Sea level on the rise – in real and virtual worlds
The climate system, and in particular sea level, may be responding more quickly to rising carbon emissions than climate scientists have estimated with climate models.
An international team of climate scientists has cautioned against suggestions that the Intergovernmental Panel on Climate Change (IPCC) has previously overestimated the rate of climate change.
The team, from six institutions around the world, reviewed actual observations of carbon dioxide, temperature and sea level from 1990 to 2006 and compared them with projected changes for the same period.
In a review published in the journal Science today, the authors found that carbon dioxide concentration followed the modelled scenarios almost exactly, that global-mean surface temperatures were in the upper part of the range projected by the IPCC, and that observed sea level has been rising faster than the models had projected and closely followed the IPCC Third Assessment Report upper limit of an 88 cm rise between 1990 and 2100.
The scientists noted that because the review period (1990-2006) was short, it would be premature to conclude that sea levels will continue to increase at the same rate in the future. However, they also said their findings show that previous projections have not exaggerated the rate of change but may in some respects have underestimated it.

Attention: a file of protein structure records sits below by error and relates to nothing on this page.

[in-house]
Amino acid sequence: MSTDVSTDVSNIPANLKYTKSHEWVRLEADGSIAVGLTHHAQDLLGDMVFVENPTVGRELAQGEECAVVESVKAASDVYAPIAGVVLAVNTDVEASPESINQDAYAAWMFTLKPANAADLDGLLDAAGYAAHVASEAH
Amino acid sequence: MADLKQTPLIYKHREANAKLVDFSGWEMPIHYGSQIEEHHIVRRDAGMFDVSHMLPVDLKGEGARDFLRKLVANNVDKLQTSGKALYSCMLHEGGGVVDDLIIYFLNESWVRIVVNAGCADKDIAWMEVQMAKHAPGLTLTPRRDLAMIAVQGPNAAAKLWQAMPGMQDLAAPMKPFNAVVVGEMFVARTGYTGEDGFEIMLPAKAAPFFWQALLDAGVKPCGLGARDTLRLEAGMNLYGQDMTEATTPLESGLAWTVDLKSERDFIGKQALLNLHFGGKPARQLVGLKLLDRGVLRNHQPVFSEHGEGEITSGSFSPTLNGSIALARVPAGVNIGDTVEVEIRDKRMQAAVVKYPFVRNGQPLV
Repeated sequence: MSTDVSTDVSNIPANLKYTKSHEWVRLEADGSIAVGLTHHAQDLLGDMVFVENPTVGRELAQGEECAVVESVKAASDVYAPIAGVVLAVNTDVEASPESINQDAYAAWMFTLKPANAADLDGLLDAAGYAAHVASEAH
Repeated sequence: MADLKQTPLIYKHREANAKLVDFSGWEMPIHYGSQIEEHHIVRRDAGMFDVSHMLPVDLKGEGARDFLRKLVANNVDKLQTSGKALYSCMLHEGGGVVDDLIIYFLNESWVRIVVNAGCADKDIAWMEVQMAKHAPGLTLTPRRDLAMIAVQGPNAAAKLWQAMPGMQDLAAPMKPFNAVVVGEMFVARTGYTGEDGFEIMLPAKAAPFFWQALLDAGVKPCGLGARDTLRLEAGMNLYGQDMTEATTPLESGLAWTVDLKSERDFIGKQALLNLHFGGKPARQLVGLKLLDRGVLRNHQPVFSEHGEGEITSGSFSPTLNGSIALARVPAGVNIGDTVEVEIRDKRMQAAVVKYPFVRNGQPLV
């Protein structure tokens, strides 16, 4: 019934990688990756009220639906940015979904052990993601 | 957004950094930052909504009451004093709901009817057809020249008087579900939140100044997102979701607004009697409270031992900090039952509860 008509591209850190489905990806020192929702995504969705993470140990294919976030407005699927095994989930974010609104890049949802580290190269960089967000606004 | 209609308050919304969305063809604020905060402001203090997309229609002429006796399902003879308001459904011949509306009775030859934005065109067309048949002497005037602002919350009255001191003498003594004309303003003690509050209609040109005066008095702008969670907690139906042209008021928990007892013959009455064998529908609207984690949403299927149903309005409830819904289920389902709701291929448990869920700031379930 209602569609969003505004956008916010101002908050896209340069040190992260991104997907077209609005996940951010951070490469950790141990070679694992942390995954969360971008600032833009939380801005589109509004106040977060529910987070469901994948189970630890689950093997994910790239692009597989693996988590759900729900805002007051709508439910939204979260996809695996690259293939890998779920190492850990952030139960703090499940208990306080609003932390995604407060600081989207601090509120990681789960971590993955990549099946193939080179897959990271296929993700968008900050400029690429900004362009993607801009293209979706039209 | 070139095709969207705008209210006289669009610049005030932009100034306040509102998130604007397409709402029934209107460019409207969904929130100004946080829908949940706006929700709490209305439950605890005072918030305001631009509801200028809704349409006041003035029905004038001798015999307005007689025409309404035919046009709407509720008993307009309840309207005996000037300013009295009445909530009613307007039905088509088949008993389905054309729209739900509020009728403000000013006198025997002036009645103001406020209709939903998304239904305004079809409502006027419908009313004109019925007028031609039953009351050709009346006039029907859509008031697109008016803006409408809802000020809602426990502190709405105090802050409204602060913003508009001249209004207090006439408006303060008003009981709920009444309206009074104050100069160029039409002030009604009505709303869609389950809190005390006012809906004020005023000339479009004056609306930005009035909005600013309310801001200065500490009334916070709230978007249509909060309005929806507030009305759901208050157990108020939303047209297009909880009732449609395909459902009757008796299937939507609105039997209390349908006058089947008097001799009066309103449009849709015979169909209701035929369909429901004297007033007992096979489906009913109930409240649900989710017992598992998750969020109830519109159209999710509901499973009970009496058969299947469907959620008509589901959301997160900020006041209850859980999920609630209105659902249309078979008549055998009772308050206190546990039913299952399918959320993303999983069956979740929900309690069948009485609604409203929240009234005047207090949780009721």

Measurements of carbon dioxide through facilities such as the Australian Bureau of Meteorology’s Cape Grim observatory in Tasmania support the paper’s conclusions. The global average temperature estimates are collated separately by NASA’s Goddard Institute for Space Studies in the USA and the Hadley Centre and Climatic Research Unit in the UK. The sea level observations come from both coastal and island tide gauges and data provided by satellites.
Sea levels have risen largely due to warming of the ocean and the consequent thermal expansion and melting of non-polar glaciers and ice caps and the ice sheets of Antarctica and Greenland.
One of the authors of the review, Dr John Church of the Antarctic Climate & Ecosystems CRC and CSIRO, noted that any (or all) of the modelled contributions could be underestimated but that there is most uncertainty about the contribution made by ice-sheet melts. “Models of the potential contribution of the Greenland and Antarctic ice sheets need to be improved to include the potential of a relatively dynamic response,” Dr Church said.